Just Foolin’ Around

“All music is folk music. I ain’t never heard a horse sing a song.”

-Louis Armstrong

It’s April Fools Day! We could all use a laugh, now more than ever. Classical musicians like to play practical jokes as much as anyone, and several composers even wrote jokes into their works.

Joseph Haydn (1732-1809) composed two works in particular that have entertained audiences for centuries with their humorous nature. His famous “Surprise” Symphony shocks sleepy audience members to attention with the loud chord near the opening of the 2nd movement. Warning: don’t fall asleep next time you attend an orchestra concert, or you might be rudely awakened!

Haydn wrote the “Farewell Symphony” (1772) because he and his fellow musicians were forced to play unexpected overtime at their patron’s summer home. To make a statement about their unfair working conditions, the musicians left the stage one by one at the end of the symphony, blowing out their candles as they exited, until no one remained.

Marina Shifrin’s 2013 “I Quit” video is a 21st-Century equivalent to the 18th Century “Farewell Symphony.” In Shifrin’s video, which takes place at 4:30 a.m., she complained that she was never allowed to leave her job. As a protest to her video production boss, she recorded herself dancing to Kanye West’s song “Gone.” The video ends when she turns out the lights and quits her job. What a Haydn ripoff!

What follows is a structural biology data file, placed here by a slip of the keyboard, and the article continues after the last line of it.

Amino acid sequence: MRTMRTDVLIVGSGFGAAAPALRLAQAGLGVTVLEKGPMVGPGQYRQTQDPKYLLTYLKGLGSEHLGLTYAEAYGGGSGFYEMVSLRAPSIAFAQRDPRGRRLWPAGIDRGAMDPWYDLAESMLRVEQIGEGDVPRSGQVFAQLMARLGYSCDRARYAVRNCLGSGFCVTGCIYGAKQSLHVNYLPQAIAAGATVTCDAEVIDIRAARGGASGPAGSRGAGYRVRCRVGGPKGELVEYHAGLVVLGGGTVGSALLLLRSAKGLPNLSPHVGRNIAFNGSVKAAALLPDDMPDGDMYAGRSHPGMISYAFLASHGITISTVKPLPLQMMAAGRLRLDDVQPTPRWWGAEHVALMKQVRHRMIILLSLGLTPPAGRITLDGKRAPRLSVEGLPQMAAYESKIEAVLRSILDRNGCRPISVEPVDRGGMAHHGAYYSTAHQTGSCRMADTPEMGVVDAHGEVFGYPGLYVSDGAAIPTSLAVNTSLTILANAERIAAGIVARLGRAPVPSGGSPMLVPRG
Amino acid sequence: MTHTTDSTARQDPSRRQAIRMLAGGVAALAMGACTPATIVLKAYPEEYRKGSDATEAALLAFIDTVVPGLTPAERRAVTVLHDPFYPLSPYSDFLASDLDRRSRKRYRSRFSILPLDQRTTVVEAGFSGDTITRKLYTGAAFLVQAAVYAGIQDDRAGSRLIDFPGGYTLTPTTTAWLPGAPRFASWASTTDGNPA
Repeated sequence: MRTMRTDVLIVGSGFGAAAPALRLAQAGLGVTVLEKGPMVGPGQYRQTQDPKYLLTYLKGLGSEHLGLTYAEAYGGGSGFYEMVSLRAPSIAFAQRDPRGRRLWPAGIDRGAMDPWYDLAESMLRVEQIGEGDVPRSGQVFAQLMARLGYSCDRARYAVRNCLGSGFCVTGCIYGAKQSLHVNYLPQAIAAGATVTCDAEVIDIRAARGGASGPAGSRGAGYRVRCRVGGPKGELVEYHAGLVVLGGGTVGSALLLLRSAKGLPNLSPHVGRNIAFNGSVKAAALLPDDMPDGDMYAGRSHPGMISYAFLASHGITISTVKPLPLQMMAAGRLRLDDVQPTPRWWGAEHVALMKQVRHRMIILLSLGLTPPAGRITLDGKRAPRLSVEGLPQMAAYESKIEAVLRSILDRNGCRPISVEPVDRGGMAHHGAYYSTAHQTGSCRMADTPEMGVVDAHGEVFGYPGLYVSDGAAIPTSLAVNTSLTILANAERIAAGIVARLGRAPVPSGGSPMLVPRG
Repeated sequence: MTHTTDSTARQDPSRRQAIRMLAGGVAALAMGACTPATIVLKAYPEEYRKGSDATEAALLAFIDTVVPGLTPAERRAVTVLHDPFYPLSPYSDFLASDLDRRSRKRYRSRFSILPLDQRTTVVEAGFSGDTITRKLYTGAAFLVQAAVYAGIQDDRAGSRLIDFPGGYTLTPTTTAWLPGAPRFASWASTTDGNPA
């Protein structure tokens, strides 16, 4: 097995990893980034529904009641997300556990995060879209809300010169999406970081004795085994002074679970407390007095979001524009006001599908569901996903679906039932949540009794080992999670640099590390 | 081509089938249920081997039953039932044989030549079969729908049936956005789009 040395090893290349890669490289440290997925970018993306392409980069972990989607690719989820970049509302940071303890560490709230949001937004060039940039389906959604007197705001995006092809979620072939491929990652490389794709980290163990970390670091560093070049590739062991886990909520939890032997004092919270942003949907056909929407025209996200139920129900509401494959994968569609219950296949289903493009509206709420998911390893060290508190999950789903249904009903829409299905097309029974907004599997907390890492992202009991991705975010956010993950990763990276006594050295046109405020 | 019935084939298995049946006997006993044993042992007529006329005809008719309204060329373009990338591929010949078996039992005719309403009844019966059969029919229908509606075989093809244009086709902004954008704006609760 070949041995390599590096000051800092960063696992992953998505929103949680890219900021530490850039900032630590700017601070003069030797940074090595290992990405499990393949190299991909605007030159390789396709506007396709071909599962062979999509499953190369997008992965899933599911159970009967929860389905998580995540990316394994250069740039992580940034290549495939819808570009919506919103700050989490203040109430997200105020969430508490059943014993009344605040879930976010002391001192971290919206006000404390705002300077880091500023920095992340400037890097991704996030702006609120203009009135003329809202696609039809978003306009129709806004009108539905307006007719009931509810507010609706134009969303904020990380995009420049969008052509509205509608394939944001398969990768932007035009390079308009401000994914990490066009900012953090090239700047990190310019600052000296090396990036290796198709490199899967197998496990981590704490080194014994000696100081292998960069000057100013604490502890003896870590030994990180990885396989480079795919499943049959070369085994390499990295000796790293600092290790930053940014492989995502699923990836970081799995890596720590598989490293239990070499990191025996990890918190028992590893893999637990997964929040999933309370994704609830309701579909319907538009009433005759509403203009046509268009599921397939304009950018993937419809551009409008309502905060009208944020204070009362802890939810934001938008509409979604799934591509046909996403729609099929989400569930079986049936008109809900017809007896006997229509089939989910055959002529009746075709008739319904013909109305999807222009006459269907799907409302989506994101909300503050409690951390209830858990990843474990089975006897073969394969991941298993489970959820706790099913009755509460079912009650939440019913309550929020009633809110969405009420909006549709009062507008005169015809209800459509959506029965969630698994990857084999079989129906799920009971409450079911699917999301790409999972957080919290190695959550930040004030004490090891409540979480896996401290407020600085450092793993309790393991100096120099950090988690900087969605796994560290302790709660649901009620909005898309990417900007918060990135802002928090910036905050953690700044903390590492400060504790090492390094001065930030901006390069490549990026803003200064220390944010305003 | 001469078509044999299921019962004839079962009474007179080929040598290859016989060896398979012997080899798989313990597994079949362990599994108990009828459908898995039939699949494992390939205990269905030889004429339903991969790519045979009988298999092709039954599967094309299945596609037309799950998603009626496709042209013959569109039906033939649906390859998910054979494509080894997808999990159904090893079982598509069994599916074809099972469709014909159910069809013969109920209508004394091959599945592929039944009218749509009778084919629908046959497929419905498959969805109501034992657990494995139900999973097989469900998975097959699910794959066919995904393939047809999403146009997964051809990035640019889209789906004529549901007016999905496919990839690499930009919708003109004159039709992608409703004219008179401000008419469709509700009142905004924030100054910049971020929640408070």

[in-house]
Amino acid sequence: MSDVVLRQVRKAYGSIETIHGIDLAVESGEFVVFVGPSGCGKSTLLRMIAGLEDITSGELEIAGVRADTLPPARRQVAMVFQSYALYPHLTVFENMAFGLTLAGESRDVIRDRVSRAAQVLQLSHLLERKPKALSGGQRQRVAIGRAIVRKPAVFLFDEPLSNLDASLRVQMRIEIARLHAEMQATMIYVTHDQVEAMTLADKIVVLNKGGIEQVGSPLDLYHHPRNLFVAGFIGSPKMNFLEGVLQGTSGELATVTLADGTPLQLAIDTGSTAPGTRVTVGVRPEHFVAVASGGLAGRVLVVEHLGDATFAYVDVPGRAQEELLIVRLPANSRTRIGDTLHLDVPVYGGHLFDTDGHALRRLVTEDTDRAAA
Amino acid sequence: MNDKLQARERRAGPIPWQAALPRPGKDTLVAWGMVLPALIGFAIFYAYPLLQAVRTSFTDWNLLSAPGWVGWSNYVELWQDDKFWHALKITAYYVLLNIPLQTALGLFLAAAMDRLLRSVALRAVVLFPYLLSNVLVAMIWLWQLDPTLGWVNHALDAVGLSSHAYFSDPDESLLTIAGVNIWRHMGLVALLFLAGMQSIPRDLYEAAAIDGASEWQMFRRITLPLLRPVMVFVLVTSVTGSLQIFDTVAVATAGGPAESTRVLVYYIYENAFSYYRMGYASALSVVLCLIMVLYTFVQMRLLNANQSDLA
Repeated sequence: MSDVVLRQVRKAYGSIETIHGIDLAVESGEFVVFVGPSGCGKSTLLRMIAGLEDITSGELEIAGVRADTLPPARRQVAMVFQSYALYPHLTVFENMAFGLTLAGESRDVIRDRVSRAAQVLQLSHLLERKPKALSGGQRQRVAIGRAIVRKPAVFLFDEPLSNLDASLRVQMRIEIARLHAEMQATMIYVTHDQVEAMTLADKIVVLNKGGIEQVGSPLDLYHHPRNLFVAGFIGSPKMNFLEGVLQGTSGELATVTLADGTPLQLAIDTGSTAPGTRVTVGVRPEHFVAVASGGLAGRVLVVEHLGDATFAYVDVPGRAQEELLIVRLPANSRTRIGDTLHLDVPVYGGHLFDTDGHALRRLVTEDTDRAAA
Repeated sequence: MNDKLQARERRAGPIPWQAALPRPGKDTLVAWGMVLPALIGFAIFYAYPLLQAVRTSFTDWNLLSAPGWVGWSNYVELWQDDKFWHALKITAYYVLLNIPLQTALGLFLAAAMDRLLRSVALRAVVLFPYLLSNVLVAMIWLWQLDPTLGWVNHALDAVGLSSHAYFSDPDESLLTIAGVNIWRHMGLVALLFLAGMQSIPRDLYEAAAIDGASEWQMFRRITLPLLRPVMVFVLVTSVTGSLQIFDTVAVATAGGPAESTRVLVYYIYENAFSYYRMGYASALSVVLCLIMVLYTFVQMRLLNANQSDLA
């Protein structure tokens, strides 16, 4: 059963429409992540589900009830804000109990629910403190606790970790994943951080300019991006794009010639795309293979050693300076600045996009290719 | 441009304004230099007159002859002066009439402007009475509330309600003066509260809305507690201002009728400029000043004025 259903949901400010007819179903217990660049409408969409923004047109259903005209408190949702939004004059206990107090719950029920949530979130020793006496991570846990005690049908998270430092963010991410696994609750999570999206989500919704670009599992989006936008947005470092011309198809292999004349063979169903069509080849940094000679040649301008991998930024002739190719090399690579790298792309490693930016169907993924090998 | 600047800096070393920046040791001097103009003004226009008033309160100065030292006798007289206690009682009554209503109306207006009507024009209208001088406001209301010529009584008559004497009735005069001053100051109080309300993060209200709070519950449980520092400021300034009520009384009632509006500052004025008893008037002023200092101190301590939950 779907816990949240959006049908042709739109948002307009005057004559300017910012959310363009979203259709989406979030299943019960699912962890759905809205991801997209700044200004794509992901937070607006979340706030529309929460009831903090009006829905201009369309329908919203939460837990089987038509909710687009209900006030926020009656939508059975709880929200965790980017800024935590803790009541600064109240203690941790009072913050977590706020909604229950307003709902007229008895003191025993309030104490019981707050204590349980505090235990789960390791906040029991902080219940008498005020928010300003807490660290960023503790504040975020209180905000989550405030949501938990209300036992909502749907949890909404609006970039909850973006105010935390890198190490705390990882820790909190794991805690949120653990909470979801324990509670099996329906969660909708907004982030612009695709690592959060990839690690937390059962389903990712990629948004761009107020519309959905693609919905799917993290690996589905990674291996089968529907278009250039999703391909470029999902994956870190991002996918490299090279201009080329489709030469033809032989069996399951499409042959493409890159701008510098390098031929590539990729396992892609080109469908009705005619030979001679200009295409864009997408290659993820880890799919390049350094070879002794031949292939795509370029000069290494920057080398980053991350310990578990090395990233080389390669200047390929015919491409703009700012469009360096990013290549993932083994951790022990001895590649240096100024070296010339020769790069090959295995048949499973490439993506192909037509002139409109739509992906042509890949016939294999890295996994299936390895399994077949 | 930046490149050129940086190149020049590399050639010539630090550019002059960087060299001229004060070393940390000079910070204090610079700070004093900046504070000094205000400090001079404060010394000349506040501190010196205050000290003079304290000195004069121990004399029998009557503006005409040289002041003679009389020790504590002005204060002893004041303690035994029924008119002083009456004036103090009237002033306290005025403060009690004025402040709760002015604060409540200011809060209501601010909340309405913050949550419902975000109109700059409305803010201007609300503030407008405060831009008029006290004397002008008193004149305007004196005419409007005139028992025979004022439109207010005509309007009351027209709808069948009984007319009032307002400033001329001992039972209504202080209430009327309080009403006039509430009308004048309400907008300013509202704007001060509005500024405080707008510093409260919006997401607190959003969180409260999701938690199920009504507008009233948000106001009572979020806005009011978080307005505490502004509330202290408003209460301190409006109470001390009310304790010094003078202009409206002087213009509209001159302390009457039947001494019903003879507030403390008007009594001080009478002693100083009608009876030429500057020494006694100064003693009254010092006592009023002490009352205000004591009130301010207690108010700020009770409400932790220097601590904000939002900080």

Another work I find entertaining (and insanely challenging to play) is Eugene Ysaÿe’s “Obsession” from Sonata for Solo Violin, Op. 27 #2. Ysaÿe wrote a collection of Six Sonatas for Solo Violin in 1923 and attributed each to a different violinist. He dedicated the second sonata to French violinist Jacques Thibaud.

The work begins like Bach’s Preludio from Partita No. 3 in E Major, then shifts to a 20th century improvisational passage, followed by more Bach. This pattern continues throughout the movement. The shifting between Bach and Ysaÿe passages parodies Thibaud’s frequent memory slips. Supposedly, the French violinist always worried that he’d forget his place when playing Bach. As a result, Ysaÿe wrote the piece for him in which the whole movement mimics memory slips. Perhaps next time I lose my place while playing Bach, I’ll add my own improvisation and claim Ysaÿe as my inspiration!

As musicians, we’re all inspired by role models that help us develop into the artists we are today. Ysaÿe built on the legacy of Bach. Shifrin unknowingly followed in the witty vein of Haydn. Before we decide which artist to imitate, however, we should make sure they’re a good fit. Otherwise we might resemble Brett Yang from TwoSetViolin in his Lindsey Stirling parody. Then we’d really look like fools!

Adapted from original post, April 1, 2016

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